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The Mars Reconnaissance Orbiter Mission: From Launch to the Primary Science Orbit

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5 Author(s)
Johnston, D. ; California Inst. of Technol., Pasadena ; Graf, J.E. ; Zurek, R.W. ; Eisen, H.J.
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The Mars reconnaissance Orbiter (MRO) was launched from Cape Canaveral Air Force Station, Florida, USA, aboard an Atlas V-401 launch vehicle on August 12, 2005. The MRO spacecraft carries a very sophisticated scientific payload. Its primary science mission is to to provide global, regional survey, and targeted observations from a low-altitude orbit for one Martian year (687 Earth days). After a seven-month interplanetary transit, the spacecraft fired its six main engines and established a highly elliptical capture orbit at Mars. During the post Mars Orbit Insertion (MOI) early check-out period, four instruments acquired engineering-quality data. This was followed by five months of aerobraking operations. After aerobraking was terminated, a series of propulsive maneuvers were used to establish the desired low-altitude science orbit. As the spacecraft is readied for its primary science mission, spacecraft and instrument checkout and deployment activities have continued. After the science phase is completed, the orbiter will provide telecommunications support for future Mars missions. This paper provides a status of the actual mission to date (through October 2006) and briefly describes the planned operations for the upcoming science mission.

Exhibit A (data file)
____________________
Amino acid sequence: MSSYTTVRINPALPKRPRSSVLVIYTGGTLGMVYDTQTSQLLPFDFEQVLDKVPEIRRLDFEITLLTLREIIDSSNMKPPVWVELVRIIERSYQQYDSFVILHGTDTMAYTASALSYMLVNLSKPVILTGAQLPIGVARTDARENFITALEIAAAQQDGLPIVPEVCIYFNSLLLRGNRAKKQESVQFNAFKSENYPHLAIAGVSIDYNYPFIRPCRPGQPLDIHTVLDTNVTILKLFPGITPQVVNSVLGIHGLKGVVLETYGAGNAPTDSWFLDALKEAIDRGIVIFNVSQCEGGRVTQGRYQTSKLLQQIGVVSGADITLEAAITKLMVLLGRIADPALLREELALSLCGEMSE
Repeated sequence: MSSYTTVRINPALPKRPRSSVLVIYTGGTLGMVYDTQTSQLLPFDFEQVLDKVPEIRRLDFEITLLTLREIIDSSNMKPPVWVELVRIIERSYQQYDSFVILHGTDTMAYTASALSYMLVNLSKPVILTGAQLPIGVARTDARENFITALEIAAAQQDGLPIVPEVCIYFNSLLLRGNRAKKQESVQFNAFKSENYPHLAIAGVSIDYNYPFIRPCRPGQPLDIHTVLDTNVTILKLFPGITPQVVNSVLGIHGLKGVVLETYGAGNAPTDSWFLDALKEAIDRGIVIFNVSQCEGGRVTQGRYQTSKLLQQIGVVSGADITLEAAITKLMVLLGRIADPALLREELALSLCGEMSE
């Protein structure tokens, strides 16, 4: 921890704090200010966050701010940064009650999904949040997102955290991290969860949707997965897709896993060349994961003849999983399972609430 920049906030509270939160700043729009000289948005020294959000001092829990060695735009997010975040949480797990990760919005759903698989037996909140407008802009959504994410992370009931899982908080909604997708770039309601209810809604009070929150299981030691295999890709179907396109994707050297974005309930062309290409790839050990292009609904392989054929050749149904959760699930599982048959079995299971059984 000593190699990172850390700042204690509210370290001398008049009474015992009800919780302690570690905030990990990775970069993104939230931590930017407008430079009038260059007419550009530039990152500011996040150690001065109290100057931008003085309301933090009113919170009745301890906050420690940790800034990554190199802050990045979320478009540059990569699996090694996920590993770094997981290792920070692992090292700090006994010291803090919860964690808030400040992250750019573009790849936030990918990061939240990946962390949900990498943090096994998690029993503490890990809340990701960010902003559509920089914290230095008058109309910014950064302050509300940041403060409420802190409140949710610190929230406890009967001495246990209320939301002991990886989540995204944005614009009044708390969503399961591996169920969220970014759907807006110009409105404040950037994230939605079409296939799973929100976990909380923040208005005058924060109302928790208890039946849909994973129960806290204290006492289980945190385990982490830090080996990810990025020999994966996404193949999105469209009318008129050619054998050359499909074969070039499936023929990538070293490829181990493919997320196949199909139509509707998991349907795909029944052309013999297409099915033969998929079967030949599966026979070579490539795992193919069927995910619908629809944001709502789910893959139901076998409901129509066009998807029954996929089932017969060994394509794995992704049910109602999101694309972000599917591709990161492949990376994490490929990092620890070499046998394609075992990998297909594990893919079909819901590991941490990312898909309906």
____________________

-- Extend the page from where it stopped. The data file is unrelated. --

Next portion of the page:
Published in:

Aerospace Conference, 2007 IEEE

Date of Conference:

3-10 March 2007

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